The R.A.F. supply planes and their dispatchers were giants among brave men; whenever they came over with supplies (which unfortunately usually fell to the enemy) all the fury of the enemy was directed against them, but steadfastly they flew straight and level through the most fearful ‘flak’ - the dispatchers at the doors, chucking out the containers, even when repeatedly hit and set on fire, flying on, blazing torches in the sky, until they eventually crashed in flames. What devotion to duty and so sorrowful to watch. There wasn’t a man on the ground that wasn’t moved by this display of courage and, in the main, with no benefit to us.
That day, in an attempt to reinforce us, the Polish Para were dropped on the other side of the Rhine, opposite our perimeter but due apparently to lack of boats etc. they had to stay there until the next night, when they joined us, a very small batch of about 200; they too had been cut to ribbons.
Food and water was a definite problem, we managed to collect some apples and vegetables from time to time and at the end of the open space behind the Hartenstein there was a well but collecting water was very ‘dodgy’ due to these pestilential snipers. One of the Sergeants and his men, faked up a dummy soldier with a stick, pillow and tin hat, and exposed it every so often. It never failed to draw fire, thus showing where the sniper was and then he would get his ‘come-uppance.’ He knocked out an awful lot of snipers this way and enabled us to get water from time to time.
If you were wounded it was certain captivity, as the British and German Red Cross agreed to work side by side, but the Germans controlled the hospital, so if you were taken there, into captivity you went. In fact the only jeep that was still running was the one that ferried the wounded to hospital, the enemy respected it and it was back and forth all day long, carrying the wounded to succour, safety and behind barbed wire.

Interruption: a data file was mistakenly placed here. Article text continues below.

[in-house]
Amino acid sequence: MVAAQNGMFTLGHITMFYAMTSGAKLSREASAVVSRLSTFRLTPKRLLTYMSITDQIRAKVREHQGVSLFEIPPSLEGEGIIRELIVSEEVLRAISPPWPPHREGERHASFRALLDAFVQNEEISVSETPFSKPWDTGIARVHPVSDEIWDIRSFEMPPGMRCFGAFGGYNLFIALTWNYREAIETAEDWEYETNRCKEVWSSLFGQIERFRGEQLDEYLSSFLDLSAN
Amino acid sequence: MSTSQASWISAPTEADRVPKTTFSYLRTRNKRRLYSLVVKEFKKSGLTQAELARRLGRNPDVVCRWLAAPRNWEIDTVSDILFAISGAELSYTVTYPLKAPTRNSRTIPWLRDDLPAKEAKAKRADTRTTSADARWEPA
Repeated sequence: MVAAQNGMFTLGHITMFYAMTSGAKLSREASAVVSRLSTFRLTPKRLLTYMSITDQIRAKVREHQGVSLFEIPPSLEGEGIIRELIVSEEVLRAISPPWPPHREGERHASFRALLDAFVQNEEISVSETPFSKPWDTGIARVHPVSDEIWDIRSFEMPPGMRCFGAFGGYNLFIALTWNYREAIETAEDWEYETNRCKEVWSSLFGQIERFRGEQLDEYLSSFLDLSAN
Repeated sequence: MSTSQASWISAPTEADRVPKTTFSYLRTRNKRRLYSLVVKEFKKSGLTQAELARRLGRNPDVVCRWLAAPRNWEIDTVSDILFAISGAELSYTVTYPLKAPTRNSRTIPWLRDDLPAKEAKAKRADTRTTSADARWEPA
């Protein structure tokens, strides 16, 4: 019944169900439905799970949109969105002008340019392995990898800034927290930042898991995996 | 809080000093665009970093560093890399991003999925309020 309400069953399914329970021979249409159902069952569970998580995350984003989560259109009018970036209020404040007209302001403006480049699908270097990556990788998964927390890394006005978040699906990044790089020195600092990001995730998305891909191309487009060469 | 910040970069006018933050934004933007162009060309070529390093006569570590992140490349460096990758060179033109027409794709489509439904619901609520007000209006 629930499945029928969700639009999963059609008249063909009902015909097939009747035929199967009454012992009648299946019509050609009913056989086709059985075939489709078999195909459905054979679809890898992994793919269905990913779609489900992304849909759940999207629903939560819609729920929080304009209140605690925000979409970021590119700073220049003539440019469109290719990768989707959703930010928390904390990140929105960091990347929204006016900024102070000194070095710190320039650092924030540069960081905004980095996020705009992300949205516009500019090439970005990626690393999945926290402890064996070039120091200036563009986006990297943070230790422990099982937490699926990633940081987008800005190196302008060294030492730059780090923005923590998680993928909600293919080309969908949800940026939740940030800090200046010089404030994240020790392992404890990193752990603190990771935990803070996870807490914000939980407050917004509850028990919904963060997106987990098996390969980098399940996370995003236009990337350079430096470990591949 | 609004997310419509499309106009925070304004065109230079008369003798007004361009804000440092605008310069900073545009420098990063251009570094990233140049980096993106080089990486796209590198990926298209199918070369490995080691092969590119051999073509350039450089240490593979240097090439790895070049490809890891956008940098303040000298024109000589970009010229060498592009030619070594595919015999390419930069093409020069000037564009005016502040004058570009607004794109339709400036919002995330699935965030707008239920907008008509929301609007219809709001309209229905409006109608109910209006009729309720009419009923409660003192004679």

It wasn’t all grim, square-jawed stuff, we had some laughs like when a German Psychological unit in a van came up and bellowed through the loud-hailer that we were good blokes and marvellous fighters, and that if we would surrender we would be treated as heroes and all this guff.
The answer of course was cat calls,
“Up yours from Wigan.”
“Get knotted,” and other military replies and when it came next day somebody fired a P.I.A.T. bomb right into it. They didn’t send another one! And if you were caught in the open during an enemy ‘stonk’ and dived into a slit trench you had usually to battle with squirrels for possession of it; they couldn’t live in the woods and very sensibly occupied slit trenches and were not at all keen on a human being there too. Sharp little teeth they’ve got.
The 22nd, 23rd and 24th were a repeat of the previous days, non-stop shelling and mortaring, and attack after attack, and every day the perimeter grew a little less until the evening of the 24th we were told we were evacuating as the 2nd Army had at last reached the opposite bank at Driel. We were filthy dirty, beyond tiredness, hunger and sleep were luxuries that belonged to another life, but we weren’t broken not by a long way, and we received the news with gladness that it would soon be all over and with sadness at the loss of pals who wouldn’t be coming back with us.
Late that night it was our turn to go down to the river and with a guide at the front and with all our ‘tails’ undone so that each person could hold on to the bloke in front we went, in single file, It was very overcast and pouring with rain and we had our feet muffled with sacking or other rags, and so we reached the river bank.